Five days to learn a new skill, no experience coming in, and some very high stakes—welcome to the Tim Ferriss Experiment.
Over the past year, bestselling author, angel investor, and all-around life hacker extraordinaire, Tim Ferriss, set out to learn thirteen very difficult skills—playing a musical instrument, driving a race car, learning a foreign language—under some very difficult conditions.
For example, without knowing how to read music or keep time, Tim gave himself five days to see if he could learn to play drums well enough to perform on stage in front of a live audience. Stewart Copeland, the drummer for the Police, was his teacher. To make things interesting—as a final test of his skill—he convinced classic rockers Foreigner to let him drum during one of their live shows, in front of a packed house.
He did the same thing with Brazilian jiu-jitsu. Five days to learn the martial art, and a trip into a ring to fight world champions to test the results. And poker—even risking hundreds of thousands of dollars of his own money in a game with top pros as his final exam.
In other words, the Tim Ferriss Experiment is a full contact investigation into the outer possibilities of accelerated learning. The goal, as Tim explained to me in a recent conversation, was “to explode a bunch of bad ideas people have about adult learning. The idea that it’s hard for an adult to learn a foreign language, or play an instrument. The idea that developing real expertise takes years of practice. These things just aren’t true. The show is about teaching people how to get super human results without them having to be superhuman.”
Tim just released the entire season—all thirteen experiments—on iTunes (check it out here). And if you do check it out, you’re going to start noticing some similarities between methodologies. There’s overlap. Sure, on the surface, it may seem like learning to surf and learning to speak Tagalog —two other experiments run on the show—are world’s apart, but it turns out there are shared commonalities or, to use the more familiar term: systems.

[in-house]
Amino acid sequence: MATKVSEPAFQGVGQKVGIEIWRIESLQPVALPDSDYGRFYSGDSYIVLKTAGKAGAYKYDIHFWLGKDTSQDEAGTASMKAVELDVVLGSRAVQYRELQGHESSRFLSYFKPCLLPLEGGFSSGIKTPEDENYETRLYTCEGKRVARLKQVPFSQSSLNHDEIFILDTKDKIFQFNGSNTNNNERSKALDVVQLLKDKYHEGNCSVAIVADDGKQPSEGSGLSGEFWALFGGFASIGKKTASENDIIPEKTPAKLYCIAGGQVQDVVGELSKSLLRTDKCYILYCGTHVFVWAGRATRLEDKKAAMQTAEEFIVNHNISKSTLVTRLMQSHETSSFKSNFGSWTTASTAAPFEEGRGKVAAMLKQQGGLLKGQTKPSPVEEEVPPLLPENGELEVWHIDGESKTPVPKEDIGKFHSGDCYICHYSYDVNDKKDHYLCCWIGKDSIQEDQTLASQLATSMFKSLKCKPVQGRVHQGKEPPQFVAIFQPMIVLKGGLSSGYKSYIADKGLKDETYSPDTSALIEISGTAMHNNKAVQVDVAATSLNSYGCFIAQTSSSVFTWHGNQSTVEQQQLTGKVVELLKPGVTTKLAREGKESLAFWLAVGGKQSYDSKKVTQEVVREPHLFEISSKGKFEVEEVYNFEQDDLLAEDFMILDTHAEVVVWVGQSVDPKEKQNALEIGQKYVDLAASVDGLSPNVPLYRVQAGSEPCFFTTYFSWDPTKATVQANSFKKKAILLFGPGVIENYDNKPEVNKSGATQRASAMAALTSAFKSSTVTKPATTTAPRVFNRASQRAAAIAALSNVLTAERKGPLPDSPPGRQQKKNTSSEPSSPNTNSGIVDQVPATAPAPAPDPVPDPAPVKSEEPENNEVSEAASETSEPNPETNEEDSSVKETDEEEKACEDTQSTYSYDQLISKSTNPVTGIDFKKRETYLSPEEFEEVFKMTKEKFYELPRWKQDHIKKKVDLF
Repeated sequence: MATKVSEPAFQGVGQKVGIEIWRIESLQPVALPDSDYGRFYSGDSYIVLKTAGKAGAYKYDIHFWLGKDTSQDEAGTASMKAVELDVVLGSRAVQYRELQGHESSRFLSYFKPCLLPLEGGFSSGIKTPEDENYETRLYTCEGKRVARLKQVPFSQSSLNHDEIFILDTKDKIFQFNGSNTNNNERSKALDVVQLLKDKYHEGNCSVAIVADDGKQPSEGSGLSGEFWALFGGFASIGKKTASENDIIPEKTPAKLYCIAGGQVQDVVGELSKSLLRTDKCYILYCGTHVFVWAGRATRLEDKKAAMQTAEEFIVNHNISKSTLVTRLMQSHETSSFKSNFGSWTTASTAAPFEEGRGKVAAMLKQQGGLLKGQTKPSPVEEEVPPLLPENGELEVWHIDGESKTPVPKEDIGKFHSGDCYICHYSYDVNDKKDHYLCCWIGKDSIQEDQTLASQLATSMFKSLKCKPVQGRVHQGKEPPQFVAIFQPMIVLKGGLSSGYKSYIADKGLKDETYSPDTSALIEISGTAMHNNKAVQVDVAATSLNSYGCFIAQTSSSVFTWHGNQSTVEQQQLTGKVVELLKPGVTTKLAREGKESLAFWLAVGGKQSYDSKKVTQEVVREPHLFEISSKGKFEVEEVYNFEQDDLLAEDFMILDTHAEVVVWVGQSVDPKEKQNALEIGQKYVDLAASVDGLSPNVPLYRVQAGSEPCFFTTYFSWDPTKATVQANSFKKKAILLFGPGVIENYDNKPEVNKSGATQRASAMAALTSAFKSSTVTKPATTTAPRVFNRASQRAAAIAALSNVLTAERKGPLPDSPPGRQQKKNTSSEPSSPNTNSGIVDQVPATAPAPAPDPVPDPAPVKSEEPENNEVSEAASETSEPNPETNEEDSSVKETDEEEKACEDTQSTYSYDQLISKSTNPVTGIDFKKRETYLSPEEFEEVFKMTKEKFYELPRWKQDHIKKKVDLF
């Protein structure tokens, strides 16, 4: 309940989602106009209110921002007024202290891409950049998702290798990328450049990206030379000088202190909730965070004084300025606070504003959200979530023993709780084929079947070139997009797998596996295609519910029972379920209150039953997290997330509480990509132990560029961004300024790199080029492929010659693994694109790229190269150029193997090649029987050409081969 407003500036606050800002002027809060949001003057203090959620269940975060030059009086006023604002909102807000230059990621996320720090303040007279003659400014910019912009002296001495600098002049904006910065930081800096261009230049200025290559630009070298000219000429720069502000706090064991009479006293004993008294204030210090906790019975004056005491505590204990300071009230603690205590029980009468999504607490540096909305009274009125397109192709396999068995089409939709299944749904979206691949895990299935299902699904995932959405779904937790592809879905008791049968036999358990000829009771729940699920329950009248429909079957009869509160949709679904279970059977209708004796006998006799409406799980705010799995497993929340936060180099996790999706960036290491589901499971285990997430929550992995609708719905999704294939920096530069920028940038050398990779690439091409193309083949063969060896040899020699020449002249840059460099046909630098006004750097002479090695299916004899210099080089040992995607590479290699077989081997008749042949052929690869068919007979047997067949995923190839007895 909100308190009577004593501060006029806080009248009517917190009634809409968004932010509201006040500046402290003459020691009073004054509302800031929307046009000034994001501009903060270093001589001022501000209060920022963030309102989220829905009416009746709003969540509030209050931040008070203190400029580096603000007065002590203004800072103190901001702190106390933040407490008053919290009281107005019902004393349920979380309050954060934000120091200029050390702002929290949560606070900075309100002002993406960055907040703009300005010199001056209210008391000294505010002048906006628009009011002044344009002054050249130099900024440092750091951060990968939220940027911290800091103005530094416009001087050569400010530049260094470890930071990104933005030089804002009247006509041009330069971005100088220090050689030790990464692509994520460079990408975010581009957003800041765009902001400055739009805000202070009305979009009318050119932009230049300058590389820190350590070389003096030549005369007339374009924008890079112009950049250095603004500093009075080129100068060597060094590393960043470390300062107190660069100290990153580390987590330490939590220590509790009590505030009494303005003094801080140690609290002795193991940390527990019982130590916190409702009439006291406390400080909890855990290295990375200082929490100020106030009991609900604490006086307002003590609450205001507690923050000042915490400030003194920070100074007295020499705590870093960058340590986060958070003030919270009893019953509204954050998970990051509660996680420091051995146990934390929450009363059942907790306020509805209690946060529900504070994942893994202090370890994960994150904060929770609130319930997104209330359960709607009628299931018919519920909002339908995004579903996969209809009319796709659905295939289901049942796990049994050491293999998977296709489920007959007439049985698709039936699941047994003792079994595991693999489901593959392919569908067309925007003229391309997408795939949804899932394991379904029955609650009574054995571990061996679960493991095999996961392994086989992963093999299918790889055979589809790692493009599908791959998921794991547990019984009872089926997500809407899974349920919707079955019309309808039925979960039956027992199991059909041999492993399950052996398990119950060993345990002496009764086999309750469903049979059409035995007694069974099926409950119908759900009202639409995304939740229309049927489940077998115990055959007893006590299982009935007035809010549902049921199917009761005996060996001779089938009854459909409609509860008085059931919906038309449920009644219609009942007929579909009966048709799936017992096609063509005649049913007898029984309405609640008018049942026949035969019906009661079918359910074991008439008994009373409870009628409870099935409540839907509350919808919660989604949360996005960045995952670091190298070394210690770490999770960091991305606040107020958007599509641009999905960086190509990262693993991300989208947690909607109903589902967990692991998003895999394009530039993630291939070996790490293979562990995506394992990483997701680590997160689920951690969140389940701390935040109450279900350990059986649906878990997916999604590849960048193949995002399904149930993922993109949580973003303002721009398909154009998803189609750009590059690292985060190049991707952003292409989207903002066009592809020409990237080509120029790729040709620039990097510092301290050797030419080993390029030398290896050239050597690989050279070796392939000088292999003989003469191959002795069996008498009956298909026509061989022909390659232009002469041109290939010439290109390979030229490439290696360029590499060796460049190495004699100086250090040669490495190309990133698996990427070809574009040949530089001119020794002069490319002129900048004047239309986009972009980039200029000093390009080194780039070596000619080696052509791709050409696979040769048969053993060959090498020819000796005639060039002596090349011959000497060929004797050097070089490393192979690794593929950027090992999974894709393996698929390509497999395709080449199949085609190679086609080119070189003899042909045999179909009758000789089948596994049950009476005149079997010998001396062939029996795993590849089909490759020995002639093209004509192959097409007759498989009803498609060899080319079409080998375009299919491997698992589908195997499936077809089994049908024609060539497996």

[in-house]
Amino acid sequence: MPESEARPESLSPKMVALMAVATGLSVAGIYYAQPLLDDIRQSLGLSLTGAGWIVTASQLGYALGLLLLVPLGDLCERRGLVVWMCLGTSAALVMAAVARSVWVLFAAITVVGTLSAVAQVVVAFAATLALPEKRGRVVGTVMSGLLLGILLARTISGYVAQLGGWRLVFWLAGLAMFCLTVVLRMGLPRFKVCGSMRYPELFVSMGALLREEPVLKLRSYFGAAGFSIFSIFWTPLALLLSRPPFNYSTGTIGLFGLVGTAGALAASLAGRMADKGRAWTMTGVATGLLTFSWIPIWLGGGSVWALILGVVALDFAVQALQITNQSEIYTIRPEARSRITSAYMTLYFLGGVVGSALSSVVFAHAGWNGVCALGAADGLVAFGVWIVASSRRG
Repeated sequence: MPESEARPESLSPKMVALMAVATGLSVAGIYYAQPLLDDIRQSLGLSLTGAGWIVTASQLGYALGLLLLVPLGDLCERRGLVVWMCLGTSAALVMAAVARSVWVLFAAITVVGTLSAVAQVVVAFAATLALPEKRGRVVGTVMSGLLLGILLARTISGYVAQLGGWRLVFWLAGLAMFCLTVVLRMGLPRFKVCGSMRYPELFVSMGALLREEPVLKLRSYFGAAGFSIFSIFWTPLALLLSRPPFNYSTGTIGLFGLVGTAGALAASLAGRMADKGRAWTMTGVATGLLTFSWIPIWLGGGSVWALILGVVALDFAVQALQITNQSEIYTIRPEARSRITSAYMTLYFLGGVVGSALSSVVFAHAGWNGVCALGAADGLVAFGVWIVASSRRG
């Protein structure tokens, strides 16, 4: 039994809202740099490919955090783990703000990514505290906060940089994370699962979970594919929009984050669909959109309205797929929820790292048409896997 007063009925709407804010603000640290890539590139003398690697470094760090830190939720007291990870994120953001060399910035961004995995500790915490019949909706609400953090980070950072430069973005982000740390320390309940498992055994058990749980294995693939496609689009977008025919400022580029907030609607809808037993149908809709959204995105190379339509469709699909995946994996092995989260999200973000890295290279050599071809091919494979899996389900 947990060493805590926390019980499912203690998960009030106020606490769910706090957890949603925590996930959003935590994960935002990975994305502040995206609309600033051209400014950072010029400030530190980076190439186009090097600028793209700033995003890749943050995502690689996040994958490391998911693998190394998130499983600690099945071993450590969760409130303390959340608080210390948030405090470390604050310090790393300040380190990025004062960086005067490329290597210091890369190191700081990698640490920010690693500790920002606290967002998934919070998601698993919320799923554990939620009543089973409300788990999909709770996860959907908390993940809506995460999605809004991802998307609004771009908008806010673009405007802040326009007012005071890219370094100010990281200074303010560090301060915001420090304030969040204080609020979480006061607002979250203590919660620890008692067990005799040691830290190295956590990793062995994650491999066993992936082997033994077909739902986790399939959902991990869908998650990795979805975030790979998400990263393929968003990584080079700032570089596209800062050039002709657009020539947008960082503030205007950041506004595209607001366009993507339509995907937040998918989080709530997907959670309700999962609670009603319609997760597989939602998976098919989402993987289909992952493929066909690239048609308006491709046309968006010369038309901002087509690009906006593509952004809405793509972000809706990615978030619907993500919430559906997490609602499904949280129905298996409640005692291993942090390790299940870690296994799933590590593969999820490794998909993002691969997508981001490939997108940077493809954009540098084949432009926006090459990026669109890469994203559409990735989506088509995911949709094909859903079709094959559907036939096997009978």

Systems are nothing more or less than a cohesive set of patterns. Large patterns. Unfortunately, while the brain is excellent at detecting small patterns, large patterns are almost completely invisible to us. And nowhere is this more true than with learning.
One of the biggest challenges to accelerated learning is the systems’ level view: learning how to learn. It’s learning how the brain’s learning systems actually work. It’s detecting the larger patterns, the shared commonalities, and using them to your advantage.
But here’s the rub—a system’s eye view of learning is impossible to develop in isolated chunks. Learning one new skill—even up to the expert level—won’t do it. You need to learn a bevy of new things in order to start to spot the commonalities between the processes. In other words, if you want to learn how you learn, it helps to learn a bunch of different skills at once, because only then will the larger patterns reveal themselves.
Mastering fear, for example, is a commonality shared in every learning situation. Which means, the same calming techniques that Tim learned from big wave surfer Laird Hamilton (in his attempt to learn to surf overhead waves in a week—something it takes most novices a couple of years to figure out) were absolutely applicable when he was risking thousands of dollars at the poker table or playing the drums in front of a live audience.
Another commonality is the Pareto principle, the 80/20 rule—the idea that 80 percent of your consequences stem from 20 percent of your actions—applied to life-hacking. To give you an example of this rule at work, when Tim tried to master Brazilian jiu-jitsu in a week, instead of attempting to learn the entire martial art, Tim focused on only one choke hold—the guillotine choke—and learned to use this one hold from every possible position (both attacking and defending). That choke hold was his 20 percent chunk, but his mastery of this one skill gave him the ability to maneuver in 80 percent of the situations he encountered—which is not bad for five days effort.
Now, to be sure, even this level of systems thinking doesn’t always help Tim achieve his goals. The Experiment gets ugly. He fails. He falls down. He breaks bones (and especially when trying to master parkour in a week).
This is also why Tim describes the show as a combination of “Mythbusters meets Jackass.” But that’s actually the point. “Look,” he says, “I wasn’t a great learner. I sucked at foreign languages as a kid. I didn’t learn to swim until I was 30. This is exactly why I know this stuff works. If I can do it, anyone can do it.”
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